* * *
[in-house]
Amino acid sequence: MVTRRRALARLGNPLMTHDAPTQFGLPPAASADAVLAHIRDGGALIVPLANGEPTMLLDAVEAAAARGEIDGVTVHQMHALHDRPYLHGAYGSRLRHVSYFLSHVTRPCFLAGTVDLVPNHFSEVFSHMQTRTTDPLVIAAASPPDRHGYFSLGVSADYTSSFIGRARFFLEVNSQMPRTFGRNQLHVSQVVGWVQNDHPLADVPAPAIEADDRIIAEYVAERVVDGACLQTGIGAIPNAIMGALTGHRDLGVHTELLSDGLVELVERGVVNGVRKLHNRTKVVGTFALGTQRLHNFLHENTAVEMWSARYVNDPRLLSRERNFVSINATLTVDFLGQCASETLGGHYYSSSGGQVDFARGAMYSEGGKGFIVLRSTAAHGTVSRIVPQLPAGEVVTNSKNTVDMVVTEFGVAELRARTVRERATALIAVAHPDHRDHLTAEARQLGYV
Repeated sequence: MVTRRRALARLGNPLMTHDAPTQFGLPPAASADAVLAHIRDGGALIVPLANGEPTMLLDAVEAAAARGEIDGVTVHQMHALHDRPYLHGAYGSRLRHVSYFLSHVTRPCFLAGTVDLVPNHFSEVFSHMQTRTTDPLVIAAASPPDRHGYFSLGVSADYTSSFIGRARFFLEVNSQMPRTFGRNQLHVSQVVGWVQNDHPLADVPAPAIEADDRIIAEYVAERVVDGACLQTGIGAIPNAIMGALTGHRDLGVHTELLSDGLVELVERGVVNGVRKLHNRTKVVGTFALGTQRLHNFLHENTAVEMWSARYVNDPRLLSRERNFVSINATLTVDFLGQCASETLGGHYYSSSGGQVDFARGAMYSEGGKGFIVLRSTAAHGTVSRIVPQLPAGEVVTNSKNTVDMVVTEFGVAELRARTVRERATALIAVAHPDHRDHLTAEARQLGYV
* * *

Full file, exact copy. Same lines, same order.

[in-house]
Amino acid sequence: MVTRRRALARLGNPLMTHDAPTQFGLPPAASADAVLAHIRDGGALIVPLANGEPTMLLDAVEAAAARGEIDGVTVHQMHALHDRPYLHGAYGSRLRHVSYFLSHVTRPCFLAGTVDLVPNHFSEVFSHMQTRTTDPLVIAAASPPDRHGYFSLGVSADYTSSFIGRARFFLEVNSQMPRTFGRNQLHVSQVVGWVQNDHPLADVPAPAIEADDRIIAEYVAERVVDGACLQTGIGAIPNAIMGALTGHRDLGVHTELLSDGLVELVERGVVNGVRKLHNRTKVVGTFALGTQRLHNFLHENTAVEMWSARYVNDPRLLSRERNFVSINATLTVDFLGQCASETLGGHYYSSSGGQVDFARGAMYSEGGKGFIVLRSTAAHGTVSRIVPQLPAGEVVTNSKNTVDMVVTEFGVAELRARTVRERATALIAVAHPDHRDHLTAEARQLGYV
Repeated sequence: MVTRRRALARLGNPLMTHDAPTQFGLPPAASADAVLAHIRDGGALIVPLANGEPTMLLDAVEAAAARGEIDGVTVHQMHALHDRPYLHGAYGSRLRHVSYFLSHVTRPCFLAGTVDLVPNHFSEVFSHMQTRTTDPLVIAAASPPDRHGYFSLGVSADYTSSFIGRARFFLEVNSQMPRTFGRNQLHVSQVVGWVQNDHPLADVPAPAIEADDRIIAEYVAERVVDGACLQTGIGAIPNAIMGALTGHRDLGVHTELLSDGLVELVERGVVNGVRKLHNRTKVVGTFALGTQRLHNFLHENTAVEMWSARYVNDPRLLSRERNFVSINATLTVDFLGQCASETLGGHYYSSSGGQVDFARGAMYSEGGKGFIVLRSTAAHGTVSRIVPQLPAGEVVTNSKNTVDMVVTEFGVAELRARTVRERATALIAVAHPDHRDHLTAEARQLGYV